[Rasch] Number of categories

Stone, Gregory gstone at UTNet.UToledo.Edu
Sun Jan 3 05:13:35 EST 2010


Purya

That may be the case, and thus I suggest you try to determine whether or not respondents can make clear distinctions between categories added at the top.

For example, there are many examples of items that make use of the traditional "Strongly Disagree" to "Strongly Agree" scale.  Depending upon the way in which the statement is written, most if not all respondents may select "Strongly Agree."  This could suggest that if we could better elaborate levels of Agreement we might be able to more finely tune the responses.  This would however be true only if the following conditions were met:

(1) The respondents did not, in fact, mean they agreed with the top of the scale.  If they did, adding four more points would simply lead them to choose the top of those new four categories.

(2) The categories could be well-defined so that the differences among the categories could be understood and used consistently by the respondents.  For instance, if we took "Agree" to "Strongly Agree" and decided to add four categories, we would need to ensure that the four categories could be elaborated with clear and unambiguous terms that all respondents could understand.  This may be harder to accomplish than it seems.  Simply adding numbers without descriptions is not likely to work.  Instead, descriptions are likely necessary. If neither approach works, you will then wind up collapsing the categories into the original four (or some incarnation of the same) anyway - and since collapsing always carries with it certain assumptions that may not be true, in this case it would be better to have left them the same.

Why not add the four or five points to the scale and try piloting the revised instrument with 25 or so people.  That should be enough of a sample to determine whether or not he scale is working at all.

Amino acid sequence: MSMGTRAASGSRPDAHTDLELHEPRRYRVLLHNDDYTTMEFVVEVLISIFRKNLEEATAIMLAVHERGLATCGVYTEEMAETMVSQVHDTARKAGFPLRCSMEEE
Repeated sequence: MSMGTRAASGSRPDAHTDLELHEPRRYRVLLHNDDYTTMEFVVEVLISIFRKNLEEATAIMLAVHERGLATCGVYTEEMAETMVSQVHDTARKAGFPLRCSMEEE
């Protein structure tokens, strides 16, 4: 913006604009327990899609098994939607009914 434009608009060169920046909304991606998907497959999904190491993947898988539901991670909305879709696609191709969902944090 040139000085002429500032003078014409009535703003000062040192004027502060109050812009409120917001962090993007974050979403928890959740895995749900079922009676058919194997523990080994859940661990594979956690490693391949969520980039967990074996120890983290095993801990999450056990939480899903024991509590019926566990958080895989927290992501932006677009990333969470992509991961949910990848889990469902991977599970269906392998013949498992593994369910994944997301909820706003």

I have found that most problems such as the one you described, are better solved by considering the construct/variable and the item arrangement.  What does the gap represent?  Is it simply an artifact of an eccentric item or two on the extreme of the distribution?  Are the items meaningfully at the extreme as well as statistically?  If so, what do they mean?  What are the commonalities?  What sorts of concepts could be covered by items written to assess the gap, therefore rendering the very extreme items not so extreme?  Personally, I find it of great importance to evaluate the meaning, the content, the variable, and the intent at the same time, as each can help inform the other.

All the best,
Gregory 

Gregory E. Stone, Ph.D., M.A.

Associate Professor of Research and Measurement
Judith Herb College of Education   University of Toledo, MS #921
Toledo, OH 43606   419-530-7224

\Board of Directors, American Board for Certification of Teacher Excellence     www.abcte.org
For information about the Research and Measurement Programs at The University of Toledo and careers in psychometrics, statistics and evaluation, email gregory.stone at utoledo.edu.




-----Original Message-----
From: rasch-bounces at acer.edu.au on behalf of Purya Baghaei
Sent: Sat 1/2/2010 3:31 AM
To: Kenji Yamazaki
Cc: rasch
Subject: Re: [Rasch] Number of categories
 
Gregory,

Since there are 5 categories on the scale many respondents who are

higher than category 5 on some of the items all should be rated 5.

That is, the number of categories doesn't allow a finer distinction

among these respondents. Increasing the number of categories results

in the endorsement of different levels of the scale by higher ability

respondents. I assume this results in more variation in the total raw

scores for items and gives a wider spread of item estimates and covers

the empty regions of the scale. The distance between the last two

thresholds is more than 4 logits. So the respondents seem to be able

to distinguish more categories.

Regards

Purya





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